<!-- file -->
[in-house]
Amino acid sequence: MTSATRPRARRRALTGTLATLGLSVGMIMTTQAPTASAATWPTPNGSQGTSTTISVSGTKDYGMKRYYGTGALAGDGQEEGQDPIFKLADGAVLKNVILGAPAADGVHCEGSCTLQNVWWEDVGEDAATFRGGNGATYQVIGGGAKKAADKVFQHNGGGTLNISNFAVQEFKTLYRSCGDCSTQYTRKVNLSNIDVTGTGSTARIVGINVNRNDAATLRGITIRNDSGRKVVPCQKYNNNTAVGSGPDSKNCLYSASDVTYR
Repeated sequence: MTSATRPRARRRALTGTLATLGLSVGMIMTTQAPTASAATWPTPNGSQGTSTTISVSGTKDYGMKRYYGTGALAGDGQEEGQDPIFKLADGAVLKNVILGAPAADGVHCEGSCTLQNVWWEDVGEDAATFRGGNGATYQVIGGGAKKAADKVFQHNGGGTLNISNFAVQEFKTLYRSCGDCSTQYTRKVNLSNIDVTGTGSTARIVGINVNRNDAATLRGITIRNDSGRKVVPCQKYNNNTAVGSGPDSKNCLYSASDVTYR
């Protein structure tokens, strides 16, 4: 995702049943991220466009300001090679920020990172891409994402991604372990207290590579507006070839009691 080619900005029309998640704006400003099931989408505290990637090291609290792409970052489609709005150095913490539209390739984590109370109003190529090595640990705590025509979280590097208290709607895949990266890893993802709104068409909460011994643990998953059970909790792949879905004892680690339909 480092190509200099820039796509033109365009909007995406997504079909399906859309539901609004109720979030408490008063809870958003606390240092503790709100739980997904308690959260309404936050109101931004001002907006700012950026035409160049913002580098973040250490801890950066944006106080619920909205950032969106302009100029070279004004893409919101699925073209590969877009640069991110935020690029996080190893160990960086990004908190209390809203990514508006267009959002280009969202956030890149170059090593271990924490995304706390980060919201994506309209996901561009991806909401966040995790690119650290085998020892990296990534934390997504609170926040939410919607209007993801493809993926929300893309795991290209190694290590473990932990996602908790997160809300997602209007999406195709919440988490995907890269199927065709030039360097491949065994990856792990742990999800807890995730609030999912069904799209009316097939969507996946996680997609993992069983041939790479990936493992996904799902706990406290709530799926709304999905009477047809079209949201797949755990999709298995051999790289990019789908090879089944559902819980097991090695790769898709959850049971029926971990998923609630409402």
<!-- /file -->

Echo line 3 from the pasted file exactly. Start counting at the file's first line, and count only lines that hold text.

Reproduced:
Repeated sequence: MTSATRPRARRRALTGTLATLGLSVGMIMTTQAPTASAATWPTPNGSQGTSTTISVSGTKDYGMKRYYGTGALAGDGQEEGQDPIFKLADGAVLKNVILGAPAADGVHCEGSCTLQNVWWEDVGEDAATFRGGNGATYQVIGGGAKKAADKVFQHNGGGTLNISNFAVQEFKTLYRSCGDCSTQYTRKVNLSNIDVTGTGSTARIVGINVNRNDAATLRGITIRNDSGRKVVPCQKYNNNTAVGSGPDSKNCLYSASDVTYR